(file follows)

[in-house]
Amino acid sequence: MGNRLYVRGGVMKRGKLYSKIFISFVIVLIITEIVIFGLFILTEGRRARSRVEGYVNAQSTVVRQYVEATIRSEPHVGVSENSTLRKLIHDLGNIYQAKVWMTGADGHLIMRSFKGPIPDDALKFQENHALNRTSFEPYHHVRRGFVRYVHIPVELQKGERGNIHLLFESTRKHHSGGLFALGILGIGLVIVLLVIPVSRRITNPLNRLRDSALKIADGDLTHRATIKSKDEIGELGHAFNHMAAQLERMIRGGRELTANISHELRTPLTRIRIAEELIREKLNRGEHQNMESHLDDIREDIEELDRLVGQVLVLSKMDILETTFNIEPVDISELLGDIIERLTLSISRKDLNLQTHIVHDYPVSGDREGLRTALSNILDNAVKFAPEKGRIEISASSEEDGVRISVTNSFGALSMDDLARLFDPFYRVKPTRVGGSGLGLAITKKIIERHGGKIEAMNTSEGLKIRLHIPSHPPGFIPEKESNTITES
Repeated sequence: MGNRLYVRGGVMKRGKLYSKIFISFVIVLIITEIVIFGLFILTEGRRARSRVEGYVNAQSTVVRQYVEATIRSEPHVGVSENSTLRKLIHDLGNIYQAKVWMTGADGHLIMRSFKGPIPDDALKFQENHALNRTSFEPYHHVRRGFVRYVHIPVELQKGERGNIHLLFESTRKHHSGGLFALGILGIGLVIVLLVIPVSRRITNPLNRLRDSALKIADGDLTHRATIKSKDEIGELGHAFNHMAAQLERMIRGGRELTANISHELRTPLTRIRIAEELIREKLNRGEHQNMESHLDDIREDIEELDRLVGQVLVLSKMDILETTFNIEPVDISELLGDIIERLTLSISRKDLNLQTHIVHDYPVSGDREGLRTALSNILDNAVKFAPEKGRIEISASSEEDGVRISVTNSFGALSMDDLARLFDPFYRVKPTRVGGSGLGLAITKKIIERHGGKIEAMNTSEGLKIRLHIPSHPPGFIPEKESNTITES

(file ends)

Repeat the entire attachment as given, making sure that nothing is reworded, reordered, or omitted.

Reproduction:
[in-house]
Amino acid sequence: MGNRLYVRGGVMKRGKLYSKIFISFVIVLIITEIVIFGLFILTEGRRARSRVEGYVNAQSTVVRQYVEATIRSEPHVGVSENSTLRKLIHDLGNIYQAKVWMTGADGHLIMRSFKGPIPDDALKFQENHALNRTSFEPYHHVRRGFVRYVHIPVELQKGERGNIHLLFESTRKHHSGGLFALGILGIGLVIVLLVIPVSRRITNPLNRLRDSALKIADGDLTHRATIKSKDEIGELGHAFNHMAAQLERMIRGGRELTANISHELRTPLTRIRIAEELIREKLNRGEHQNMESHLDDIREDIEELDRLVGQVLVLSKMDILETTFNIEPVDISELLGDIIERLTLSISRKDLNLQTHIVHDYPVSGDREGLRTALSNILDNAVKFAPEKGRIEISASSEEDGVRISVTNSFGALSMDDLARLFDPFYRVKPTRVGGSGLGLAITKKIIERHGGKIEAMNTSEGLKIRLHIPSHPPGFIPEKESNTITES
Repeated sequence: MGNRLYVRGGVMKRGKLYSKIFISFVIVLIITEIVIFGLFILTEGRRARSRVEGYVNAQSTVVRQYVEATIRSEPHVGVSENSTLRKLIHDLGNIYQAKVWMTGADGHLIMRSFKGPIPDDALKFQENHALNRTSFEPYHHVRRGFVRYVHIPVELQKGERGNIHLLFESTRKHHSGGLFALGILGIGLVIVLLVIPVSRRITNPLNRLRDSALKIADGDLTHRATIKSKDEIGELGHAFNHMAAQLERMIRGGRELTANISHELRTPLTRIRIAEELIREKLNRGEHQNMESHLDDIREDIEELDRLVGQVLVLSKMDILETTFNIEPVDISELLGDIIERLTLSISRKDLNLQTHIVHDYPVSGDREGLRTALSNILDNAVKFAPEKGRIEISASSEEDGVRISVTNSFGALSMDDLARLFDPFYRVKPTRVGGSGLGLAITKKIIERHGGKIEAMNTSEGLKIRLHIPSHPPGFIPEKESNTITES